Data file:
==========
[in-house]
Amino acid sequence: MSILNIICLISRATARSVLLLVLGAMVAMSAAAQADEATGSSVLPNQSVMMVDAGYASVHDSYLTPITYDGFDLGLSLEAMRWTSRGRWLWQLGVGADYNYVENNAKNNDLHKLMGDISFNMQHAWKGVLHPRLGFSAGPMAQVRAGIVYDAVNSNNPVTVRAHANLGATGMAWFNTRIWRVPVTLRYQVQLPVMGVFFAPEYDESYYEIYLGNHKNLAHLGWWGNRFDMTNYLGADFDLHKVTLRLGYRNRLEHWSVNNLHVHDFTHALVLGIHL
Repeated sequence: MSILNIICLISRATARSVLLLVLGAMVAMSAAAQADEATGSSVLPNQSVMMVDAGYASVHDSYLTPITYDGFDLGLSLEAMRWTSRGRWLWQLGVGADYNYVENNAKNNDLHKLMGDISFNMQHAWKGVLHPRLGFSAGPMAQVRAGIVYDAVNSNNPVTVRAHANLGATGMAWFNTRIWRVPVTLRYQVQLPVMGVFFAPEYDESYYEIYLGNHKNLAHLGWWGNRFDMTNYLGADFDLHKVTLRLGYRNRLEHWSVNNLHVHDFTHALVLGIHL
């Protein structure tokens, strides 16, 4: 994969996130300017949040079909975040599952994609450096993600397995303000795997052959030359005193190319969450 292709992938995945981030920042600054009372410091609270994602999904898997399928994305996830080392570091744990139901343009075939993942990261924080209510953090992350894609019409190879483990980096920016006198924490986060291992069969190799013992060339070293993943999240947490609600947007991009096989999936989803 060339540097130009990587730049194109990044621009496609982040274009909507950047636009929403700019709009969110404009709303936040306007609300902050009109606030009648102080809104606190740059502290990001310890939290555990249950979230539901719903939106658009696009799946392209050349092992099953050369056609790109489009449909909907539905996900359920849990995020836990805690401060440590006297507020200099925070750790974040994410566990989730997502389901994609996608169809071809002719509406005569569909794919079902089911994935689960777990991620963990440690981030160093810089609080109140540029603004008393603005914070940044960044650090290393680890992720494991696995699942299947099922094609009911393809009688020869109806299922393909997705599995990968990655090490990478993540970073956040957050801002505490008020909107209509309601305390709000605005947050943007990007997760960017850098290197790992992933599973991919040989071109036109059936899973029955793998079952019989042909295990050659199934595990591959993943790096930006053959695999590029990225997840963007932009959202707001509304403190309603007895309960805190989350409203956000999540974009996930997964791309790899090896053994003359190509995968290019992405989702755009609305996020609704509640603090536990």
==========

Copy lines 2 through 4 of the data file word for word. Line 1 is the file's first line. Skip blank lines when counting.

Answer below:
Amino acid sequence: MSILNIICLISRATARSVLLLVLGAMVAMSAAAQADEATGSSVLPNQSVMMVDAGYASVHDSYLTPITYDGFDLGLSLEAMRWTSRGRWLWQLGVGADYNYVENNAKNNDLHKLMGDISFNMQHAWKGVLHPRLGFSAGPMAQVRAGIVYDAVNSNNPVTVRAHANLGATGMAWFNTRIWRVPVTLRYQVQLPVMGVFFAPEYDESYYEIYLGNHKNLAHLGWWGNRFDMTNYLGADFDLHKVTLRLGYRNRLEHWSVNNLHVHDFTHALVLGIHL
Repeated sequence: MSILNIICLISRATARSVLLLVLGAMVAMSAAAQADEATGSSVLPNQSVMMVDAGYASVHDSYLTPITYDGFDLGLSLEAMRWTSRGRWLWQLGVGADYNYVENNAKNNDLHKLMGDISFNMQHAWKGVLHPRLGFSAGPMAQVRAGIVYDAVNSNNPVTVRAHANLGATGMAWFNTRIWRVPVTLRYQVQLPVMGVFFAPEYDESYYEIYLGNHKNLAHLGWWGNRFDMTNYLGADFDLHKVTLRLGYRNRLEHWSVNNLHVHDFTHALVLGIHL
């Protein structure tokens, strides 16, 4: 994969996130300017949040079909975040599952994609450096993600397995303000795997052959030359005193190319969450 292709992938995945981030920042600054009372410091609270994602999904898997399928994305996830080392570091744990139901343009075939993942990261924080209510953090992350894609019409190879483990980096920016006198924490986060291992069969190799013992060339070293993943999240947490609600947007991009096989999936989803 060339540097130009990587730049194109990044621009496609982040274009909507950047636009929403700019709009969110404009709303936040306007609300902050009109606030009648102080809104606190740059502290990001310890939290555990249950979230539901719903939106658009696009799946392209050349092992099953050369056609790109489009449909909907539905996900359920849990995020836990805690401060440590006297507020200099925070750790974040994410566990989730997502389901994609996608169809071809002719509406005569569909794919079902089911994935689960777990991620963990440690981030160093810089609080109140540029603004008393603005914070940044960044650090290393680890992720494991696995699942299947099922094609009911393809009688020869109806299922393909997705599995990968990655090490990478993540970073956040957050801002505490008020909107209509309601305390709000605005947050943007990007997760960017850098290197790992992933599973991919040989071109036109059936899973029955793998079952019989042909295990050659199934595990591959993943790096930006053959695999590029990225997840963007932009959202707001509304403190309603007895309960805190989350409203956000999540974009996930997964791309790899090896053994003359190509995968290019992405989702755009609305996020609704509640603090536990």